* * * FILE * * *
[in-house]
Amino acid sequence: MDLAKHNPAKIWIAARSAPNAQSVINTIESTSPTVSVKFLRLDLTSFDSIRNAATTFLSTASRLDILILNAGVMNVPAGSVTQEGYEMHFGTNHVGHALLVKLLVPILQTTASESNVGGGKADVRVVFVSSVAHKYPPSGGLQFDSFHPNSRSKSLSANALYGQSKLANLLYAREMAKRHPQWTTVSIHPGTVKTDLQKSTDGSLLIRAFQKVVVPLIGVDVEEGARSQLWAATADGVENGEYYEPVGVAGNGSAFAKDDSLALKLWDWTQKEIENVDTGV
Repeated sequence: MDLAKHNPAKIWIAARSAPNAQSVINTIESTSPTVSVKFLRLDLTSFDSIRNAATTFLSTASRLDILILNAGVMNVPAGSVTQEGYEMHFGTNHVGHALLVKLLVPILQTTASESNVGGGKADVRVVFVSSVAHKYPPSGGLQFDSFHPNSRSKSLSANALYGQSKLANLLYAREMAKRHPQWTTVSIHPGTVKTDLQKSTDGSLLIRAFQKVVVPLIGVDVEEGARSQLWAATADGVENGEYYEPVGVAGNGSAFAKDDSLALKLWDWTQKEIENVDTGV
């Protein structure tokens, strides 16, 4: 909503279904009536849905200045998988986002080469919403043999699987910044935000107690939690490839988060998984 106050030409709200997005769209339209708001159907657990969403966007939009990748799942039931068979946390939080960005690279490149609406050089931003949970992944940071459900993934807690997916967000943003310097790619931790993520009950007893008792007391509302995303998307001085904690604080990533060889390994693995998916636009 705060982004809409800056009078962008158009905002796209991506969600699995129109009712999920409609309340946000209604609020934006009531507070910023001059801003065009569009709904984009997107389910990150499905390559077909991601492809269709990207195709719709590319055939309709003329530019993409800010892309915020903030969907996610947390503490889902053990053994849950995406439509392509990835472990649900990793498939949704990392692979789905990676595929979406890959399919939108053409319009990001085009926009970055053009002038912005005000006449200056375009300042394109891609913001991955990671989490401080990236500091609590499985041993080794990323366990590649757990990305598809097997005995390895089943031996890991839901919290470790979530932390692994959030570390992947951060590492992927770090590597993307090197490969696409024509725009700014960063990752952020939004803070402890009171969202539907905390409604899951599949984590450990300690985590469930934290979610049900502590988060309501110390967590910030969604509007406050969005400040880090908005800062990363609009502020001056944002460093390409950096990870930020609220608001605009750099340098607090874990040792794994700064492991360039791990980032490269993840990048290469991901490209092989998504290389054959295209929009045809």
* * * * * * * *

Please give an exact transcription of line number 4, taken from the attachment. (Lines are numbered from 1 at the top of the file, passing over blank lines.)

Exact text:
């Protein structure tokens, strides 16, 4: 909503279904009536849905200045998988986002080469919403043999699987910044935000107690939690490839988060998984 106050030409709200997005769209339209708001159907657990969403966007939009990748799942039931068979946390939080960005690279490149609406050089931003949970992944940071459900993934807690997916967000943003310097790619931790993520009950007893008792007391509302995303998307001085904690604080990533060889390994693995998916636009 705060982004809409800056009078962008158009905002796209991506969600699995129109009712999920409609309340946000209604609020934006009531507070910023001059801003065009569009709904984009997107389910990150499905390559077909991601492809269709990207195709719709590319055939309709003329530019993409800010892309915020903030969907996610947390503490889902053990053994849950995406439509392509990835472990649900990793498939949704990392692979789905990676595929979406890959399919939108053409319009990001085009926009970055053009002038912005005000006449200056375009300042394109891609913001991955990671989490401080990236500091609590499985041993080794990323366990590649757990990305598809097997005995390895089943031996890991839901919290470790979530932390692994959030570390992947951060590492992927770090590597993307090197490969696409024509725009700014960063990752952020939004803070402890009171969202539907905390409604899951599949984590450990300690985590469930934290979610049900502590988060309501110390967590910030969604509007406050969005400040880090908005800062990363609009502020001056944002460093390409950096990870930020609220608001605009750099340098607090874990040792794994700064492991360039791990980032490269993840990048290469991901490209092989998504290389054959295209929009045809």